In this example, we roasted for 6 hours and held the product overnight. The yield for the top round was 88% after a 6 hour roast and a twelve hour hold. A minimum of a 6 hour hold is necessary to get the right tenderness of the finished product. Too often roast beef is sliced paper thin to mask the lack of tenderization. I like a thicker slice and this method will allow you to slice the beef in slices that you can sink your teeth into.
As you can see in the pictures, there was great moisture retention and consistent doneness throughout the product. Top to bottom and end to end. I’m certain that CVap is the only cook and hold oven that can produce those results. The picture of the end of the unit was taken after a very thin slice was taken off the end, no more than 1/16” thick. Normally, there is a ½” to ¾” thick layer of meat that is done to a greater degree than the center. Improved yield, consistent and precise roasting. Plus, the roast was absolutely delicious!
In the crazy fast paced world of food service, which in a lot of cases is 24/7, we need to find the time to break out the elbow grease and do some good old fashioned hard work. We need to keep our work areas and equipment clean and sanitized. Sorry, there is no easy button for elbow grease. Now, let’s discuss stainless steel or consider it stain-“LESS”.
Contrary to popular belief, stainless steel is susceptible to rust and corrosion. Stainless steel(s) are passive metals because they contain other metals; chromium, nickel, and manganese that stabilize the atoms. Four hundred series stainless are called ferritic, contain chromium, and are magnetic. Three hundred series stainless are called austenitic, contain chromium and nickel, are non-magnetic, and generally provide a greater resistance to corrosion than ferritic types.
With 12-30% percent chromium, an invisible passive film covers the steel’s surface acting as a “shield” against corrosion. As long as the film is intact and not broken or contaminated, the metal is passive and STAIN-LESS. If the passive film of stainless steel has been broken, equipment starts to corrode and at its end, it rusts.
Enemies of Stainless Steel
Mechanical abrasion – Items that will scratch a steel surface. Steel pads, wire brushes, and scrapers are prime examples that cause abrasions on the steel.
Water – Water comes out of the faucet in varying degrees of hardness. Depending on where you live, you may have hard or soft water. Hard water may leave spots and rust stainless steel. Other deposits from food preparation and service must be properly removed. Treated water may be your first defense.
Chlorides – Found nearly everywhere like water, food, and table salt, for example. One of the biggest perpetrators can come from household and industrial cleaners.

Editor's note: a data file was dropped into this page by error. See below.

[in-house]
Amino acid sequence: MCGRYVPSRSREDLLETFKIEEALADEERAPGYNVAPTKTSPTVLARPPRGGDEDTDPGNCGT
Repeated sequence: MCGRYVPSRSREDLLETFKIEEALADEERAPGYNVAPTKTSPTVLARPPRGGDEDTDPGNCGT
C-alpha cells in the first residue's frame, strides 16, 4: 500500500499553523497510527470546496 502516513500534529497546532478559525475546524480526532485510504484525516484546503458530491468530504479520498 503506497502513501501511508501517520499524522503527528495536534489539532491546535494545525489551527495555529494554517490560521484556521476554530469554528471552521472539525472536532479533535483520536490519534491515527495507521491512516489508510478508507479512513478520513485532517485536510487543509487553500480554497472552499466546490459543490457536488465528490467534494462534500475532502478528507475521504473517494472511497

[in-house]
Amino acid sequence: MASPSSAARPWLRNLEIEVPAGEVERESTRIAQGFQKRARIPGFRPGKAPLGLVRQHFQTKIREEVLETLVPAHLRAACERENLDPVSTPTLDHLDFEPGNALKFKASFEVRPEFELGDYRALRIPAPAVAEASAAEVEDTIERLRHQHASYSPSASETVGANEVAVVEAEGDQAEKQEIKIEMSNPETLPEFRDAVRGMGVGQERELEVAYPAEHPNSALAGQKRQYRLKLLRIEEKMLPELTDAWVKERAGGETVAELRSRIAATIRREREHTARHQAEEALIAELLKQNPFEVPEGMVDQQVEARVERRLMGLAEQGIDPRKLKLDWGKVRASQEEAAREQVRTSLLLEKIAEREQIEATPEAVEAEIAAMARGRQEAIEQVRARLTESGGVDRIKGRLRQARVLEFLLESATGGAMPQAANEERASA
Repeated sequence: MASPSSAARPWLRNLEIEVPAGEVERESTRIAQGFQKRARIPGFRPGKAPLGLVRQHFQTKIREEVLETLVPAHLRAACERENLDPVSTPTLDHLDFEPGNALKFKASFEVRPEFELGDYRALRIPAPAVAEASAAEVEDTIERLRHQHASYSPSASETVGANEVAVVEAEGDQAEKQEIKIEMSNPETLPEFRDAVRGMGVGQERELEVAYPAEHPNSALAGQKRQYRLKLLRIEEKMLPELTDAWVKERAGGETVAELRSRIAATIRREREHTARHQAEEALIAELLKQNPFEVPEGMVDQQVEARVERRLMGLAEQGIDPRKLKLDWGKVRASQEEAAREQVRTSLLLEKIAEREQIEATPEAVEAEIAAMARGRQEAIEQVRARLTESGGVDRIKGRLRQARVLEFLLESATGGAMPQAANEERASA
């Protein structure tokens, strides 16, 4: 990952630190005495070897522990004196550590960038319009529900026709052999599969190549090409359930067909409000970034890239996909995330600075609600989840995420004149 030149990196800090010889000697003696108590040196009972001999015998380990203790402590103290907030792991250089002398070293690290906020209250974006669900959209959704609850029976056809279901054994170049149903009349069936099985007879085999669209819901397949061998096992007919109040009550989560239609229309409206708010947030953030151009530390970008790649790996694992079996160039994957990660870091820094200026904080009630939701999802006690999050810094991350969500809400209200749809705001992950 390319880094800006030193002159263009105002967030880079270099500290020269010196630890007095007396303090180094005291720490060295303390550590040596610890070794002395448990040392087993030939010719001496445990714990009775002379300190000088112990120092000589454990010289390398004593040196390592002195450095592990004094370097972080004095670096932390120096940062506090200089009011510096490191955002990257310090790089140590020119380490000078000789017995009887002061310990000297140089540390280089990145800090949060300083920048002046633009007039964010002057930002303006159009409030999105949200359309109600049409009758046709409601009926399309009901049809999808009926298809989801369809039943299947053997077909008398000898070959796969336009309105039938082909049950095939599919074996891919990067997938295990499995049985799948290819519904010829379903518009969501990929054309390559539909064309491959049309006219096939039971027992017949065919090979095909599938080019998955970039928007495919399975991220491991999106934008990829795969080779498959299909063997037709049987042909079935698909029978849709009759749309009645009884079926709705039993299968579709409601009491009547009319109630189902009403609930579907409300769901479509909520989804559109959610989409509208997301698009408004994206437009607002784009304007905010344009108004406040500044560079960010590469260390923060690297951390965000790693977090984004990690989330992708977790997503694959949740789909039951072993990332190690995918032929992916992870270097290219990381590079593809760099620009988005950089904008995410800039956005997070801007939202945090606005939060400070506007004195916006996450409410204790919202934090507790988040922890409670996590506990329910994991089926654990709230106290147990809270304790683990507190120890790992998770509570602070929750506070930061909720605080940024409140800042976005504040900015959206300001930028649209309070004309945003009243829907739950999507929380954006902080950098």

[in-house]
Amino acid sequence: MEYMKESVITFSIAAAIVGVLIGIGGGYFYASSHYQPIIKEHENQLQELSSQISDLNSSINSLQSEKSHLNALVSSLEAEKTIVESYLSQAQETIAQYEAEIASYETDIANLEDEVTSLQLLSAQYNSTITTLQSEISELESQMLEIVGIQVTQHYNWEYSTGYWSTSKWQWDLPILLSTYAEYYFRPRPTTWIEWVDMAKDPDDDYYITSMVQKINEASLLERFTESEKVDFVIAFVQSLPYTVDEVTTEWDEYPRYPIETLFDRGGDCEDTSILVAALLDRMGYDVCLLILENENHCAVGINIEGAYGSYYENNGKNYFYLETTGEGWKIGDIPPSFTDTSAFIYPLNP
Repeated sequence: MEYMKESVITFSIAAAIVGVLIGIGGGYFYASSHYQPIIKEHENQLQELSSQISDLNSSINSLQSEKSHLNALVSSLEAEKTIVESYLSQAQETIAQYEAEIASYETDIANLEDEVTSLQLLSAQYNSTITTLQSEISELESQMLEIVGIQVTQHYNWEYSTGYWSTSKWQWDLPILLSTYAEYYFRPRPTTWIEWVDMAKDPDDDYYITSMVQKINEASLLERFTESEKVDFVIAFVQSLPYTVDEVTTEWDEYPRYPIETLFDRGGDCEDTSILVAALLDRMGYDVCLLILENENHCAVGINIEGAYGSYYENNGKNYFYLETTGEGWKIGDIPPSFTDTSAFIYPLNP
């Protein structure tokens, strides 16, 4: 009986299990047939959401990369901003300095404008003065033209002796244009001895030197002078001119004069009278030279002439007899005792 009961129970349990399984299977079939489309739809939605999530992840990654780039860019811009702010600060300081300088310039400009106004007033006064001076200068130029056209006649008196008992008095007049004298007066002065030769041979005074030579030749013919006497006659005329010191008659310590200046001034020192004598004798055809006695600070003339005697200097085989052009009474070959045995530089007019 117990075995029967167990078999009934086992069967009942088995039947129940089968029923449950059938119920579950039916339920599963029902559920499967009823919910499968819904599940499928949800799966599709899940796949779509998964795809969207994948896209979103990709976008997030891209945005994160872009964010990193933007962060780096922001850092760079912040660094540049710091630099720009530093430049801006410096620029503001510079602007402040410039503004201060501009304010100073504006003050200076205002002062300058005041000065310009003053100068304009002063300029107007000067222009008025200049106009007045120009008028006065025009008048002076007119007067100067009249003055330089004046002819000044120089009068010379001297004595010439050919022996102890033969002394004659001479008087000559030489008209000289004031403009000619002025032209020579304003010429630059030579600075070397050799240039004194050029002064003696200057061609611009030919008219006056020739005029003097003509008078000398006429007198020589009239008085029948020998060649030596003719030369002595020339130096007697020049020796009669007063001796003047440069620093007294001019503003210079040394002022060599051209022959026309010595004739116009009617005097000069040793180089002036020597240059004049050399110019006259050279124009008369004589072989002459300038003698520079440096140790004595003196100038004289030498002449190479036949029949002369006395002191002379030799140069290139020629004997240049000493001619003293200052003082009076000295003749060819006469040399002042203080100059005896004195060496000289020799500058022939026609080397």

On every CVap cabinet there is a cleaning label on the door to remind you to break out the elbow grease on a consistent basis and be sure to drain, clean and refill your evaporator with fresh clean water every day. Your CVap will return the favor by providing many years of dependable service in what Winston is known for, controlling food temperature and texture for extended periods.
A DAILY CLEANING DISCIPLINE AS FOLLOWS IS NECESSARY TO INSURE A LONG LIFE OF THE CVap INTERIOR STAINLESS COMPONENTS.
- Remove inside components to the sink for cleaning and rinsing.
- Remove inside cabinet deposits non-abrasively; wash or sanitize with non-chloride cleaner; then rinse – allowing rinse water to drain to evaporator.
- Drain the evaporator; wash with a non-chloride cleaner; remove all deposits using non abrasives. If there is a white scale on heat transfer surfaces, use Scale Kleen, Lime-A-Way or similar to remove. Rinse thoroughly and refill with fresh potable (non-chloramine) water.
I was recently scheduled to do a demo on one of our CVap Thermalizer Ovens at the Tift County School District in Georgia. I was looking at their menus for that day to see what we would be cooking when I saw the words: NO SCHOOL/PARENT/TEACHER CONFERENCE. A frightening thought entered my mind – that no staff would be there and we would need to reschedule. Actually, my first thought was, YES! No School!, a juvenile reflex, I guess. So I sent a note to Kogi, one of the Assistants to the Director, and asked if they would be in that day. “Yes,” she said, “it’s a student holiday, but still a work day.” Awesome, not only will they be in, but I’ll have their complete attention while doing my demo. But will they be in a bad mood? Not these lunch ladies!
When I walked in the kitchen, it was humming. Every staff member was busy cleaning and organizing. I announced my arrival to the manager, and she gathered her flock around the CVap Thermalizer Oven for my demo. And just as I had thought, I held their complete attention. They were engaged, asking questions, even had smiles on their faces. We cooked our frozen pizzas on Channel 3 for about 12 minutes and they came out great. The ladies ate and we talked some more, but then they went right back to the deep clean, smiles still on their faces. I was borderline astonished. Not only are these ladies doing the job most people hate (imagine deep cleaning your kitchen and multiply it by 10), but they also have to listen to me, the company gasbag, trying to tell them how to cook in our oven. But, not these lunch ladies!